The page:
Honouring Te Tiriti: Te Rōpū Whakamana Te Tiriti

Ming Janssen (Pākehā) holds our events and industry relationships in her role as Kaimanaaki. She facilitates yoga for staff and students at our Wellington campus and is always passionately learning new things in the wellbeing space. She reflects here on a wānanga that was held earlier this year.

Read the first story in the Honouring Te Tiriti series here.

On a crisp, wet autumn day in Pōneke Wellington, some of our Dev Academy team gathers at Fidel’s, one of our favourite breakfast cafes. We welcome our colleagues from Tāmaki Makaurau, who arrived on an early flight. With warm vibes of a big whānau reuniting, there is storytelling, healthy challenge, and lots of laughter around the table.

There’s also a sense of excitement and preciousness in the air. The occasion for gathering is a rare opportunity for the members of Te Rōpū Whakamana Te Tiriti to spend two days kanohi ki te kanohi (in person). This team was born about a year earlier, in response to a candid and openhearted kōrero on the balcony. Dougal, our leader in this space, had called in support from the wider team for this important kaupapa. We heard that call, and felt the challenge to uphold the original intent of Te Tiriti o Waitangi too — this is not an easy, comfortable or fast journey, but it is the right thing to do. The rōpū has nine members now, Māori and Tauiwi, who champion this kaupapa in different areas of the organisation — from teaching, to policy and decision making, to how we design events.

We head up the road to Aro Valley Community Centre to begin our wānanga. Our energies settle in the space when Dougal opens with a Karakia Tīmatanga. I follow with movement and guided mindfulness practices, inspired by Te Whāre Tapa Whā (Māori health model by esteemed academic Mason Durie).


Warm vibes and whanaungatanga  📸: Carolyn Stott

We follow the mauri around the circle to offer our mihimihi. This is a safe space to practice te reo and for whanaungatanga; deepening connections to each other and this kaupapa. It seems we learn something new about each other’s whakapapa every time we do this. With no time box or need to rush into business strategy planning, we can take our time with this and the kōrerorero that follows can go deeper.

After a kapu tī and some fresh air, Carolyn and Kirsten lead us in learning a gorgeous new waiata ‘Ka Poipoia’, by Rob Ruha. A particularly poetic waiata, the story has both beauty and drama that are palpable in the melody. When we waiata together, it is a way for the team to connect on a wairua level, share strength and build trust as a rōpū.


📸: Carolyn Stott

We follow the singing, after some delicious kai, with a rich and thought-provoking discussion around the concepts of Mana Wāhine & Mana Tāne. Some key themes and questions emerge:

What are the qualities of mana wāhine and mana tāne?
What is their symbiotic relationship with each other? How can we equally validate both realms in ourselves and in our organisation? What are the personal qualities that we see in others, and reward, for example?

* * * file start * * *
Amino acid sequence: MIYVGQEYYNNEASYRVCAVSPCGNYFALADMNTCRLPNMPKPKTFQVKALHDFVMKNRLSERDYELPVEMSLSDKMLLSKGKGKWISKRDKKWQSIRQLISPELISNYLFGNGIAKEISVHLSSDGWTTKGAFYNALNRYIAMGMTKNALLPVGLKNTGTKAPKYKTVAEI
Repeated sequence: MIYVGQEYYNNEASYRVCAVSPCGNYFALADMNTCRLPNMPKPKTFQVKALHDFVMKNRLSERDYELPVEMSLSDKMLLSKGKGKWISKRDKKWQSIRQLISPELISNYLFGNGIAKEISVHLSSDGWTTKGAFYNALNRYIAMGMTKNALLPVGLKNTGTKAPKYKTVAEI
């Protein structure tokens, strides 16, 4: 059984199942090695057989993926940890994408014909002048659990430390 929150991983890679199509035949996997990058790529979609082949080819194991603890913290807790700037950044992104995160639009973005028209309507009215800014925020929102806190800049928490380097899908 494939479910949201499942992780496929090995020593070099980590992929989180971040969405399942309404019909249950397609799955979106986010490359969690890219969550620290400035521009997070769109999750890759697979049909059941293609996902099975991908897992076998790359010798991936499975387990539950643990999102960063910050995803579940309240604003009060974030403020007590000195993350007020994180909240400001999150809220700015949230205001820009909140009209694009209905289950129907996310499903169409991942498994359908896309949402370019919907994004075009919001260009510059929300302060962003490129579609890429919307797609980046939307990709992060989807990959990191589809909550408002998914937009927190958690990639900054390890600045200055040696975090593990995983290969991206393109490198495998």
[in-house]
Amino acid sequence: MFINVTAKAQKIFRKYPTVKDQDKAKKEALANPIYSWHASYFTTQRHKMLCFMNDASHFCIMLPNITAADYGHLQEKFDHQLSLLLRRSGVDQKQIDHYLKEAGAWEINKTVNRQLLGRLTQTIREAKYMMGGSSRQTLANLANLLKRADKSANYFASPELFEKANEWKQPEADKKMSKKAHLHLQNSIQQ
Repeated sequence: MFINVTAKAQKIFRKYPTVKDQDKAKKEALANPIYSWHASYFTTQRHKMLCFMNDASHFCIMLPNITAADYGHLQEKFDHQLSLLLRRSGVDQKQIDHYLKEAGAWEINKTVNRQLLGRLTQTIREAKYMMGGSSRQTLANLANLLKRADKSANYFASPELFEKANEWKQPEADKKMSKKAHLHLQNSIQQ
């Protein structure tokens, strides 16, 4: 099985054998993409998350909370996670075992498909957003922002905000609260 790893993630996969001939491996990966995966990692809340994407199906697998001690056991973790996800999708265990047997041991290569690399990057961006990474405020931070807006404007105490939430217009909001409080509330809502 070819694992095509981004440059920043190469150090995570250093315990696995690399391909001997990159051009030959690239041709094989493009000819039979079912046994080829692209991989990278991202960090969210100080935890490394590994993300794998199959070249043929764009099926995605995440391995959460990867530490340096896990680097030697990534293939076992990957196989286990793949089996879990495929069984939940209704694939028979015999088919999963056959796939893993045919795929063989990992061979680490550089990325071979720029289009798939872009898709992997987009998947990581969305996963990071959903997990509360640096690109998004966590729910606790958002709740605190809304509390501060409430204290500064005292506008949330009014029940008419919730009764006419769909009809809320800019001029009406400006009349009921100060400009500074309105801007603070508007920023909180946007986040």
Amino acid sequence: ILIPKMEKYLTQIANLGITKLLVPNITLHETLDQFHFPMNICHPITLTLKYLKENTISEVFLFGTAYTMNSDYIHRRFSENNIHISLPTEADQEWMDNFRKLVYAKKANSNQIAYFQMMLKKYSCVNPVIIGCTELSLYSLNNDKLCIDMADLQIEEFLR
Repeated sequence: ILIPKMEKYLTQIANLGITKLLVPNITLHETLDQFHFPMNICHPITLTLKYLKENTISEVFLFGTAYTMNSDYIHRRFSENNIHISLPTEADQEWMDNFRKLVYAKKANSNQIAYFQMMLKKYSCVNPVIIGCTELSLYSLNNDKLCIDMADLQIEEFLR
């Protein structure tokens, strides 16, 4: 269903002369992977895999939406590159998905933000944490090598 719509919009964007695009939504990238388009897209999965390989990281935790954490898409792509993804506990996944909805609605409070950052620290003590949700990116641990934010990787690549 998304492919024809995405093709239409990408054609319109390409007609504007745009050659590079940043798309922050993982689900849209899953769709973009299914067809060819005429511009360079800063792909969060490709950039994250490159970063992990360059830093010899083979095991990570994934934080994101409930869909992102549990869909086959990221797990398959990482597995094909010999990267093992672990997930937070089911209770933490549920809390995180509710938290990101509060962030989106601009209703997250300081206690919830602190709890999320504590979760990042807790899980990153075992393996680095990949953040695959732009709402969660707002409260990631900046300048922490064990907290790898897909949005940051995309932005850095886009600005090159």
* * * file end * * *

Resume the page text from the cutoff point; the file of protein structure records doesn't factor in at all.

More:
The toxic patriarchal system, which many of us grew up in, has influenced our collective narrative.
What is the new narrative that we want to create together? What are the wholesome examples of how we can relate to one another and our wider whānau or environment?

History is often told through a colonised lens.
How can we unlearn this colonial conditioning on an individual level, as well as an organisational and systemic level? What insights about mana wāhine and mana tāne are woven into significant stories, like the creation story of Papatūānuku and Ranginui?

We wrap up the day with waiata and close with our Karakia Whakamutunga, letting the rich discussions percolate overnight.


Dougal leading a discussion on Ngā Kaitiaki o Te Tiriti  📸: Jack Tolley

Loud rain drums the roof of Thistle Hall where the rōpū gathers on day two, ready for more discussion. Once again we kick off with karakia, waiata and mindfulness. On the agenda for the day is taking time to revisit our values, Ngā Kaitiaki o Te Tiriti:

Whanaungatanga, Mana, Aroha ki te Tangata, Rangatiratanga, Manaakitanga and Wairuatanga.

In groups, discussion centred on how we live these values in our organisation. How do we express them day to day, in the decisions we make and the interactions we have with our students, industry and wider community? Where are we stronger or weaker and what can we adjust or update?

For example, one of our values, ‘Aroha ki te Tangata’, aligns with our commitment to diversity, inclusion and belonging. A relevant conversation we’re currently having in the organisation is around how we model allyship in our organisational culture and tackle unconscious bias to uplift and nurture success for all those in our staff and student bodies. How do we reflect that in our documented values?

We close our hui with more waiata and circle up to hongi, honouring each other’s wairua and the meaningful space we shared over the last couple of days.

I walk home through the forest up Matairangi (Mount Victoria), inhaling the beautiful smells from the rain. I feel filled with aroha and ponder: What is our shared breath? Our shared life force? How do we, Tangata Tiriti, serve this whenua and future generations — one breath and one step at the time?